Defunding Planned Parenthood? Not so easy
Washington – Cutting off funding for Planned Parenthood is a priority for many congressional Republicans, but that effort is likely to stumble because other GOP lawmakers are hesitant to take aim at health clinics that are popular with their constituents.
Although the abortion services Planned Parenthood provides are bitterly opposed by conservative Republicans, polls show a majority of Americans support the organization. A recent Quinnipiac poll found overall, 31 percent of voters support cutting off federal funding to Planned Parenthood — while twice that many, 62 percent, oppose cutting off funding. Other polls show defunding Planned Parenthood would hurt the electoral chances of some Senate Republicans.
Nevertheless, the GOP is moving forward on a promise it has made to defund the organization. The cutoff could be enacted in several ways.
One is included in the GOP plan to replace the Affordable Care Act, which would contain a provision to cut off about $500 million in federal money to Planned Parenthood.
Most of that money, about 75 percent, is actually reimbursement for health care from Medicaid, the joint federal-state health plan for the poor. The rest of the money is grants the federal government gives for clinics to serve the uninsured. If the GOP succeeds in defunding Planned Parenthood, its facilities in Connecticut would lose about $2 million in grants and millions more in Medicaid payments.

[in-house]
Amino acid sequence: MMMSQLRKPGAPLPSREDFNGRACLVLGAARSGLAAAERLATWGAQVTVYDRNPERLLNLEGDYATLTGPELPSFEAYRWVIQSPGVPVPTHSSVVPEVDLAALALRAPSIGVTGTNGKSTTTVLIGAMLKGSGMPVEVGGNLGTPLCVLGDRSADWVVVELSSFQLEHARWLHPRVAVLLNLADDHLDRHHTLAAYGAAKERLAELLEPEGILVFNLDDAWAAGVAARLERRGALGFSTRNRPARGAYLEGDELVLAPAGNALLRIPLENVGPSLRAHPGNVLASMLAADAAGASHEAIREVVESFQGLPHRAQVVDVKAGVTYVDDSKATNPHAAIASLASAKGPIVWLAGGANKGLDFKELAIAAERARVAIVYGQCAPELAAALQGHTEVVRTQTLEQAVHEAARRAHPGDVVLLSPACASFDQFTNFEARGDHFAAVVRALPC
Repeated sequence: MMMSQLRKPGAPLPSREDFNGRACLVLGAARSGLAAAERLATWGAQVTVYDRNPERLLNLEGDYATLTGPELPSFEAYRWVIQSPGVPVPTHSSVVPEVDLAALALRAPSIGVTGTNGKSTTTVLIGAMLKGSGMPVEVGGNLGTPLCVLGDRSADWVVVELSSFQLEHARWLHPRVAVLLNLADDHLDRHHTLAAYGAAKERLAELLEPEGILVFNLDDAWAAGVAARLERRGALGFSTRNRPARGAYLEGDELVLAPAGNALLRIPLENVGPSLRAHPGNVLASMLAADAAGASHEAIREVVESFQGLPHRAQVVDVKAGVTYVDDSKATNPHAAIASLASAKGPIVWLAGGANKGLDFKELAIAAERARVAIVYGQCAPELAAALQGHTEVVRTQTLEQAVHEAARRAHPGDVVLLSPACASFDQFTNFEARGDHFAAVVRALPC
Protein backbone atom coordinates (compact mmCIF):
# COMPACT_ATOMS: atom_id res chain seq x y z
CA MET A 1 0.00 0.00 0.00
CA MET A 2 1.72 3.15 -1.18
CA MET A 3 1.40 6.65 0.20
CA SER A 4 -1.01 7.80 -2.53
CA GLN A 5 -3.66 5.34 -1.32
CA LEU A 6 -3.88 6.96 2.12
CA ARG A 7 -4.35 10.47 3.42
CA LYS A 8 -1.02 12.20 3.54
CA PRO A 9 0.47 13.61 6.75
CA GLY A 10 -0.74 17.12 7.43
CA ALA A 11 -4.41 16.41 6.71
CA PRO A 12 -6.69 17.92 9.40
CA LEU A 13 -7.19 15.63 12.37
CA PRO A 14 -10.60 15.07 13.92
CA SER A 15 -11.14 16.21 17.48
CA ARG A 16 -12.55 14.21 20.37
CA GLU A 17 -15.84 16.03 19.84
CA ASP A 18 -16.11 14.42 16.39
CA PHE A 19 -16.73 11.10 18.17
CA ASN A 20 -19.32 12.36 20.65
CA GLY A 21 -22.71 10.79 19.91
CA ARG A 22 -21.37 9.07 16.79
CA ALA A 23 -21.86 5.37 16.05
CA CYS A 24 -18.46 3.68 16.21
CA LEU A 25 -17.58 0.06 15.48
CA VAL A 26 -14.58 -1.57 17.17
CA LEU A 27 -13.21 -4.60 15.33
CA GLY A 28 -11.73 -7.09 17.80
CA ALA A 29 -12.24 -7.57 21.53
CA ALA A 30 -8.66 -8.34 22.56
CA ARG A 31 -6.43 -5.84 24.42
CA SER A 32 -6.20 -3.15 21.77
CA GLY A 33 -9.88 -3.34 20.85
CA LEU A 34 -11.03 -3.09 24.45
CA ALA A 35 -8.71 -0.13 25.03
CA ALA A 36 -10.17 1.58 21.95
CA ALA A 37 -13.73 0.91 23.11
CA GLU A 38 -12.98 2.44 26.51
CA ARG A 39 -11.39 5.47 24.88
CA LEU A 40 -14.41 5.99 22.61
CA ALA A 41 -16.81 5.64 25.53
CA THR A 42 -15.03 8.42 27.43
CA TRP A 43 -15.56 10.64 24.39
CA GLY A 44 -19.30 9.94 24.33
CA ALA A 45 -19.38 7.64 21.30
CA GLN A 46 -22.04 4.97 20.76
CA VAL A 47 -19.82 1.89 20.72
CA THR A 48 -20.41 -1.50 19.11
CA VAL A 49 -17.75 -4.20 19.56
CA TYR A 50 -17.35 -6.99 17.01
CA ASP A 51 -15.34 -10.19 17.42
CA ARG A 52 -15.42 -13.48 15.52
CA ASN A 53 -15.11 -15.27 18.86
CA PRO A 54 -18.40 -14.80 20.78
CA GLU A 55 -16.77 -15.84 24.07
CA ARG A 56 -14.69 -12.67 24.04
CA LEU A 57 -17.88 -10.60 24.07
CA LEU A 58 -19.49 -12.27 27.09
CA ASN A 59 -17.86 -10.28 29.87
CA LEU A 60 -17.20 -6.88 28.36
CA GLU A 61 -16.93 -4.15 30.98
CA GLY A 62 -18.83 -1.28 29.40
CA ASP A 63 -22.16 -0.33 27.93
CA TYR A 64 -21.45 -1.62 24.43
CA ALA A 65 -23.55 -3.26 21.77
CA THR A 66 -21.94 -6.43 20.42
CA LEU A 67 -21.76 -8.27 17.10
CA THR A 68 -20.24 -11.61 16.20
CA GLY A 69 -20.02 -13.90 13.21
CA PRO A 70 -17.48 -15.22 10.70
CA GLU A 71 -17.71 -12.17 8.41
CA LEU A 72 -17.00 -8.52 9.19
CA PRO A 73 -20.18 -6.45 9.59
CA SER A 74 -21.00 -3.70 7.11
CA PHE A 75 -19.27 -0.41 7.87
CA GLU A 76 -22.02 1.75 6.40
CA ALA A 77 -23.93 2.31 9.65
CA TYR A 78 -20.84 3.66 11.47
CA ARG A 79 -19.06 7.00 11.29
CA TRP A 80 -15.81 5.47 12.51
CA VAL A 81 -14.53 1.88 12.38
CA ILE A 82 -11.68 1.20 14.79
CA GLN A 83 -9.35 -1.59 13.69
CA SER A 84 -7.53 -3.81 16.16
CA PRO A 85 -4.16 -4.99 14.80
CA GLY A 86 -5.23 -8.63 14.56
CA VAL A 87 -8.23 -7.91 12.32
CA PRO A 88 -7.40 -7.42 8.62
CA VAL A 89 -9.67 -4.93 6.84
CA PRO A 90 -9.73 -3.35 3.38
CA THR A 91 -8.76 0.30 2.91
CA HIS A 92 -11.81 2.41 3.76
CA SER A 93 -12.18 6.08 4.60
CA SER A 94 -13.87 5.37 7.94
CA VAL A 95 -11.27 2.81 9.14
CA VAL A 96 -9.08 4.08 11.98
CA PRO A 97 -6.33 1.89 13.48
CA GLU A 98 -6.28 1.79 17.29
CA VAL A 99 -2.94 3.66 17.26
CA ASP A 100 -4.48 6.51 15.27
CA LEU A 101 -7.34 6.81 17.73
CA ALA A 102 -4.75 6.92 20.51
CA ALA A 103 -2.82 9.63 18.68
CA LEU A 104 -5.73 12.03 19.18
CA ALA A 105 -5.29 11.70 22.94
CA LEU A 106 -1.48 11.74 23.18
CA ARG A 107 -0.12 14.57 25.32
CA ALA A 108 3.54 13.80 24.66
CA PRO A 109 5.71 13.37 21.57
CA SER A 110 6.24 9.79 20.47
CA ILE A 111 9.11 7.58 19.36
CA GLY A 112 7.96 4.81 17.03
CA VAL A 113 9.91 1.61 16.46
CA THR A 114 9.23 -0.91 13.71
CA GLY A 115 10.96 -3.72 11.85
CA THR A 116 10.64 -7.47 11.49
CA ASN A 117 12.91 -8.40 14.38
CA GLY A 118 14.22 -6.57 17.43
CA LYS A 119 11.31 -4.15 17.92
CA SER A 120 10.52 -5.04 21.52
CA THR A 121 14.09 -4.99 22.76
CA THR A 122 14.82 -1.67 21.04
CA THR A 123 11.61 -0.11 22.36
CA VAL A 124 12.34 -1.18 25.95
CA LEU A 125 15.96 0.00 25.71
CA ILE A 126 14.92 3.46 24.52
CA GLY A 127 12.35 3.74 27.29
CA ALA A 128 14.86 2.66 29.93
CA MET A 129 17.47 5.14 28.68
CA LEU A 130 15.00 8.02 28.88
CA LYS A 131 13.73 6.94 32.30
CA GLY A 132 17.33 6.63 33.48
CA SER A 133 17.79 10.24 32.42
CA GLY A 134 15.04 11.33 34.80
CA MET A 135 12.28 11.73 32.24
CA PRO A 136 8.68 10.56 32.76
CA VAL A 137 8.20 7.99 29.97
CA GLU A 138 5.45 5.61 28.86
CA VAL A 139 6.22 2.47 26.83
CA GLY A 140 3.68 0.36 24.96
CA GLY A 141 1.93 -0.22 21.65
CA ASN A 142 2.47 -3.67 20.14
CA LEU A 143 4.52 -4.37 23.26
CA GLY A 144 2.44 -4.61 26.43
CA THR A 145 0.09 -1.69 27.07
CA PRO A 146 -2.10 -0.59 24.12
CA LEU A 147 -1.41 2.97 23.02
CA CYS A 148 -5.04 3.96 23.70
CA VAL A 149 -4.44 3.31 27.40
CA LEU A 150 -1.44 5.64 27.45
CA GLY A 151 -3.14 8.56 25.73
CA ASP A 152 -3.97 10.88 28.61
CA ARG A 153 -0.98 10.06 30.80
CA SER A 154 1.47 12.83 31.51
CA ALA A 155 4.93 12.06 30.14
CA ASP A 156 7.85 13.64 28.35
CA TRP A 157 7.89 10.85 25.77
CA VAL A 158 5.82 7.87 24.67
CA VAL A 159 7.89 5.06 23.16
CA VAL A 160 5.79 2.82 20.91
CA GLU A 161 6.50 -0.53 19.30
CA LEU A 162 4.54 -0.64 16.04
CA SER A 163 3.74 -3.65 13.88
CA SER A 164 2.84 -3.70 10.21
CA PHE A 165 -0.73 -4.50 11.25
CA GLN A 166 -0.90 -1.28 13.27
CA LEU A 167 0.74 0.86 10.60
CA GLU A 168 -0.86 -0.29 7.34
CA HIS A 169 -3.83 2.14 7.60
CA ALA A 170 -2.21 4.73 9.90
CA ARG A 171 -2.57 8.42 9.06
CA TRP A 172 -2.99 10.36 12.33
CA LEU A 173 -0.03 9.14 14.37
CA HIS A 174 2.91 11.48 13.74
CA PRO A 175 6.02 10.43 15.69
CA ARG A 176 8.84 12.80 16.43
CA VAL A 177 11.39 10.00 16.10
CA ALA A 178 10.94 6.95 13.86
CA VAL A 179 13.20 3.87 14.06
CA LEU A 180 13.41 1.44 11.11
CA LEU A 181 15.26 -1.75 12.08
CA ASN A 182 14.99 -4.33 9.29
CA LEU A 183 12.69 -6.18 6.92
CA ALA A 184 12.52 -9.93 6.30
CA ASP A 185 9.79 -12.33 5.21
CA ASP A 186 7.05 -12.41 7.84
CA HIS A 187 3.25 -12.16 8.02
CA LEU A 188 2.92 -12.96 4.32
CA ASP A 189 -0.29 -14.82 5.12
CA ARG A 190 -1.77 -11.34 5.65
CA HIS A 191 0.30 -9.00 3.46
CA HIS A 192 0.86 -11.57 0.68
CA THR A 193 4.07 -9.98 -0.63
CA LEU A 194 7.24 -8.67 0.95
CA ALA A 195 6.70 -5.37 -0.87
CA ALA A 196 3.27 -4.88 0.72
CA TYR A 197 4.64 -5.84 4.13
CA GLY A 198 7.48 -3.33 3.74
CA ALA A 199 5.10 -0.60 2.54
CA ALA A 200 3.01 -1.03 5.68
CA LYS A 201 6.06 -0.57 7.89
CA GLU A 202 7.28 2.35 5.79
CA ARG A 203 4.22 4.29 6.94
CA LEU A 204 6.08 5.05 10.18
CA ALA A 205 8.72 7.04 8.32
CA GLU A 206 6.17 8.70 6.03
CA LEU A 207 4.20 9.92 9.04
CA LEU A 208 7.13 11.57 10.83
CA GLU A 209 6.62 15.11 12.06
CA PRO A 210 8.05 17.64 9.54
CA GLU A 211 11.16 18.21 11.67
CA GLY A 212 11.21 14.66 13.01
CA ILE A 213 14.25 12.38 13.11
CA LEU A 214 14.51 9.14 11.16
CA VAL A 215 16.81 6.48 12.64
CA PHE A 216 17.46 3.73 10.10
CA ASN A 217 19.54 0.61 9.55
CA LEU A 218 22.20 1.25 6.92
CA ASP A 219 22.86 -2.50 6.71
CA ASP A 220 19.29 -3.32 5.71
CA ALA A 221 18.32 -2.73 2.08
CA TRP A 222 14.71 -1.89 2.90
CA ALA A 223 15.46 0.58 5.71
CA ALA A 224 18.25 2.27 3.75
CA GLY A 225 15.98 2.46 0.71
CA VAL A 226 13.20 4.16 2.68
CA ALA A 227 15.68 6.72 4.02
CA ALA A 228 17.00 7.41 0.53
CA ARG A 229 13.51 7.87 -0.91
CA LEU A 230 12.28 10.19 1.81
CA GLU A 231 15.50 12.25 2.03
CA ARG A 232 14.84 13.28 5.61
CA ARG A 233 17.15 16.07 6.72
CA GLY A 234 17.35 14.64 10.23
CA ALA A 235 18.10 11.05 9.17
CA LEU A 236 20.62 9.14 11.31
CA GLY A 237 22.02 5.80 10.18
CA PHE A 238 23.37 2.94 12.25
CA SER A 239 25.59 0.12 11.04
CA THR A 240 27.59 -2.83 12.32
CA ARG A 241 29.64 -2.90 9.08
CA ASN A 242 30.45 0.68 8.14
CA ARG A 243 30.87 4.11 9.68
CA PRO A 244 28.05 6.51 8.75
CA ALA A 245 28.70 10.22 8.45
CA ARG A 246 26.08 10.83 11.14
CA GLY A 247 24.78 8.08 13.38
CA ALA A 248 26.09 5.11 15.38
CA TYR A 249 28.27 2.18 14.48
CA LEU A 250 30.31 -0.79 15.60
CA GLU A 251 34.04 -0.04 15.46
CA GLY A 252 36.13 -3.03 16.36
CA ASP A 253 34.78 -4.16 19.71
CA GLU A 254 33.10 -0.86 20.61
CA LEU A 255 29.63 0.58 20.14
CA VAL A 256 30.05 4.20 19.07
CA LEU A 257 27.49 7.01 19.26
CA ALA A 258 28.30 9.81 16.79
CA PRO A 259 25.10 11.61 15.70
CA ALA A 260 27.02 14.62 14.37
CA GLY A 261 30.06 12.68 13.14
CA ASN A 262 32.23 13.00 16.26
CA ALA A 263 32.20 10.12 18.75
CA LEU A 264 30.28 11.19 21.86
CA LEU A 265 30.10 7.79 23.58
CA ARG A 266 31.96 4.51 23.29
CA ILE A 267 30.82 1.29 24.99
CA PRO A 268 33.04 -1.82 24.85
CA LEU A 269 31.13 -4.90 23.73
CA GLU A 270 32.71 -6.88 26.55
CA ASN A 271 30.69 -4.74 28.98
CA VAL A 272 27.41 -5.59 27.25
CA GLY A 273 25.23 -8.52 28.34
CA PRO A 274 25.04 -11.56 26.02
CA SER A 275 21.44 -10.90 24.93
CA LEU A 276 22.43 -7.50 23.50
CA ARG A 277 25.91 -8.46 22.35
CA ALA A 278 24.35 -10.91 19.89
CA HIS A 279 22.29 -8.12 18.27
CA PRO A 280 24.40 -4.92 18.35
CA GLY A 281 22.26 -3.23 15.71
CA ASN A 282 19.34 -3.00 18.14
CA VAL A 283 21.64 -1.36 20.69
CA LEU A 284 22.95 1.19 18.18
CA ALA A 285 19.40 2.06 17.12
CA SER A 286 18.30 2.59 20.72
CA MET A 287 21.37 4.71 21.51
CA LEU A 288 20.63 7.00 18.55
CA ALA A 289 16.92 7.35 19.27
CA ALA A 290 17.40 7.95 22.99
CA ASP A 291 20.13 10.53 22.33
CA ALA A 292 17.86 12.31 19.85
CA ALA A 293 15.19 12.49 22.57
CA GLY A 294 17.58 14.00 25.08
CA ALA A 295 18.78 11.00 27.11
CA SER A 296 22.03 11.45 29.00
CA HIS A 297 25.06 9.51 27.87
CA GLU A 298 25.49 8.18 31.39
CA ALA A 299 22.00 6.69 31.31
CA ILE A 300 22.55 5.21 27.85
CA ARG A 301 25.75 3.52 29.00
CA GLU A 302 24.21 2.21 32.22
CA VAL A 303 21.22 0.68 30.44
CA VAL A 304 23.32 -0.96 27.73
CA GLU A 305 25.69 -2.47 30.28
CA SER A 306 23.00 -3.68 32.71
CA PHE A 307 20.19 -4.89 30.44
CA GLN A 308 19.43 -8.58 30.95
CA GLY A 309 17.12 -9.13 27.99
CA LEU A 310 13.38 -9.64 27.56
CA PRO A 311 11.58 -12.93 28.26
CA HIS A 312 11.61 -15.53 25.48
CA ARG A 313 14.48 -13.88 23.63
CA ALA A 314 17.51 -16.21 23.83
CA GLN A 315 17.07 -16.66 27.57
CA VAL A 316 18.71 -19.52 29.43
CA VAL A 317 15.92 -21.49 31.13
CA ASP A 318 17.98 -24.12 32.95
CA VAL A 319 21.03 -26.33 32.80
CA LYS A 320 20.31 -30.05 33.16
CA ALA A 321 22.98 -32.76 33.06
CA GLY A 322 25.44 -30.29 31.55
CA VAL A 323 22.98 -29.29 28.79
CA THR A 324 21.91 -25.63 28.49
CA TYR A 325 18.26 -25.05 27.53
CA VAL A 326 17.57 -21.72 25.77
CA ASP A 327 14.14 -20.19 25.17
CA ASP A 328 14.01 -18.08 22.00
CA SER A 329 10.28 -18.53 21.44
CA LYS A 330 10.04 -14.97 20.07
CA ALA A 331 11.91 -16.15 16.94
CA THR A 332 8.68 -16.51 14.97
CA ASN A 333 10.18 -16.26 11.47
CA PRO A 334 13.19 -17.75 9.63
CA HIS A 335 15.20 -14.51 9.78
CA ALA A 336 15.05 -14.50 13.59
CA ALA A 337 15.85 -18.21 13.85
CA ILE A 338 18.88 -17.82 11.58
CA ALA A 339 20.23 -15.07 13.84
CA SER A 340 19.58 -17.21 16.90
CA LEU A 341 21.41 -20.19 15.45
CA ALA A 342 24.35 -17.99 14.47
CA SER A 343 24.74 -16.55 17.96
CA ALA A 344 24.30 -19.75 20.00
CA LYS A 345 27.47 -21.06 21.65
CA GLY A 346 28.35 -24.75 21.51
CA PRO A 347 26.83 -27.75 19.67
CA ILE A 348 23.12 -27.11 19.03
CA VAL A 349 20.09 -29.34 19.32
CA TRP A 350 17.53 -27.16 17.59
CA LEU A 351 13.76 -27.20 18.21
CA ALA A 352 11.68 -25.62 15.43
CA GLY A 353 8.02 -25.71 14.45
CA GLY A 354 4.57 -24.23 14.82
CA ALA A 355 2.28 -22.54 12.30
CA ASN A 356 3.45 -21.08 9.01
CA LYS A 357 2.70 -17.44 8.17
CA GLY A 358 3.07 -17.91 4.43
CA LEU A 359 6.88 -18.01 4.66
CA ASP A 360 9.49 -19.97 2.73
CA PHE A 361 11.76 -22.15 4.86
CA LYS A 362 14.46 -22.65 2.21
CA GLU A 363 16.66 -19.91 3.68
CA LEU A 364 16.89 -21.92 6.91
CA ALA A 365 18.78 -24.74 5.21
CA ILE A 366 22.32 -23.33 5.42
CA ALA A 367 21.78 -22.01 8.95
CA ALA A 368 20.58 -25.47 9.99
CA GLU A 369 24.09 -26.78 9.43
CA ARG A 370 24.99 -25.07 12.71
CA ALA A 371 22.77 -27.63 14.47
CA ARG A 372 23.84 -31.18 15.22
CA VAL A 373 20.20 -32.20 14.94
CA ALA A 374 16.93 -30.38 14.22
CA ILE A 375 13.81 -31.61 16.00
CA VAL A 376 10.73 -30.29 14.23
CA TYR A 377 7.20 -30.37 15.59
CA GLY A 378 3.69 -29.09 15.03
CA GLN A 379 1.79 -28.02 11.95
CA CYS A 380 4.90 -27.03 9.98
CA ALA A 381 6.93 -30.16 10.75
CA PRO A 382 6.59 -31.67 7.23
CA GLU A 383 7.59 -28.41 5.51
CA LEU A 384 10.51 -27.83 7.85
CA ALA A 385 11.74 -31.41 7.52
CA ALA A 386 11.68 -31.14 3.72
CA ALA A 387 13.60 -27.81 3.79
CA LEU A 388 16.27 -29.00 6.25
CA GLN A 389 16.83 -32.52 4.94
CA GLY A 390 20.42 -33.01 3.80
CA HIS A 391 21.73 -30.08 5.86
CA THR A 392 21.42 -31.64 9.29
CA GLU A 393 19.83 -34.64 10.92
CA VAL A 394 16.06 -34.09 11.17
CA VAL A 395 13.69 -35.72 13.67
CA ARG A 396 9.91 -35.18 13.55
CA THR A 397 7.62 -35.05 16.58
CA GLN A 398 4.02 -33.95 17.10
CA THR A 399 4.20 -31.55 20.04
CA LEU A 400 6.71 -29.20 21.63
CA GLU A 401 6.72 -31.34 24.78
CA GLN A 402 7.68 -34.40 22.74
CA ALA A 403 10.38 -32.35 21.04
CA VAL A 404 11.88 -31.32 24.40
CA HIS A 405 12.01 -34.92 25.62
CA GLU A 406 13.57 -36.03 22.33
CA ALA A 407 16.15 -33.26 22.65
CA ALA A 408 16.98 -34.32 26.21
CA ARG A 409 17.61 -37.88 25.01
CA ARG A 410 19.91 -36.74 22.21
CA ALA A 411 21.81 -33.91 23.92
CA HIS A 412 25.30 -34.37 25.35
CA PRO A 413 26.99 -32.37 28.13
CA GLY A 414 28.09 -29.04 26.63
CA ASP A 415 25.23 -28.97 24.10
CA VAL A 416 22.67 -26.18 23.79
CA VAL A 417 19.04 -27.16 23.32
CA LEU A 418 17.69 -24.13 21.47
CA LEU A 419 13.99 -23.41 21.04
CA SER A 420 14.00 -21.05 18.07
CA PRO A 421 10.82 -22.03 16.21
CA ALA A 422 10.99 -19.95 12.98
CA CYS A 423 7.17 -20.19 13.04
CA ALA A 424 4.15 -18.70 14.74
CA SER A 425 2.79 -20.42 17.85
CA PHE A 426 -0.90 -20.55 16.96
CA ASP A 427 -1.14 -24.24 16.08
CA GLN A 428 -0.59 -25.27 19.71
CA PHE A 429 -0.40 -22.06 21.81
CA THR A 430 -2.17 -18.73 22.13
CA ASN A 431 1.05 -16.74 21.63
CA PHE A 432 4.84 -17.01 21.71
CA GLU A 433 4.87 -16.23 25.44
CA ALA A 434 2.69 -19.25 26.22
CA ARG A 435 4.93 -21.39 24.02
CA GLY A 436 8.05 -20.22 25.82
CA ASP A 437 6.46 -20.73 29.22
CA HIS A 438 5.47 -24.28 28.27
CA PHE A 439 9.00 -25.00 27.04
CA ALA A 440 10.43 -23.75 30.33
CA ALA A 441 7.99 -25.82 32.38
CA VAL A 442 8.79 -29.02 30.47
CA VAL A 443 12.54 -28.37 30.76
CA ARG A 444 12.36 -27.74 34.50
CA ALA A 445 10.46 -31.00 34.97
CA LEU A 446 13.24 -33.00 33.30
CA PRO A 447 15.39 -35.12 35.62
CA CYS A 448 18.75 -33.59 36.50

In the House, Republicans can afford to lose fewer than two dozen votes from members of their own party if all Democrats vote in opposition.
Several Republican say defunding should be considered separately from an ACA repeal, because it would endanger the legislation.
“I think we should also separate out the Planned Parenthood issue from the broader healthcare issue. I think healthcare reform is controversial and complex enough without Planned Parenthood. Why put it in? It makes this whole exercise more difficult,” said Rep. Charlie Dent, R-Pa.
In the Senate, the GOP can only spare a few defections, and at least two Republican senators – Susan Collins of Maine and Lisa Murkowski of Alaska – have said they don’t want to defund Planned Parenthood.
“I, for one, do not believe that Planned Parenthood has any place in our deliberations on the Affordable Care Act,” Murkowski said in a recent speech to Alaska state lawmakers last week. “Taxpayer dollars should not be used to pay for abortions, but I will not vote to deny Alaskans access to the health services that Planned Parenthood provides.”
Although Planned Parenthood clinics may offer abortions, the federal Hyde Amendment, approved in 1977, bans state use of federal Medicaid dollars to pay for abortions unless the pregnancy is the result of rape or incest, or the abortion is “necessary to save the life of the woman.” Seventeen states, including Connecticut, pay for abortions in other cases where it is deemed “medically necessary.”
Supporters of defunding Planned Parenthood say funds going to affiliated clinics right now would be diverted to other health clinics that would provide women with comprehensive health benefits – except abortion.
“Even if Planned Parenthood is denied certain federal funds, these dollars could still flow to the many other quallified health care providers that offer similar services as Planned Parenthood affiliates, plus additional services, without entanglement in elective abortion,” said Melanie Israel, research associate at the DeVos Center for Religion and Civil Society.
A lobbying blitz
To help undercut the GOP efforts, Planned Parenthood has launched a lobbying blitz and says it never has been so imperiled.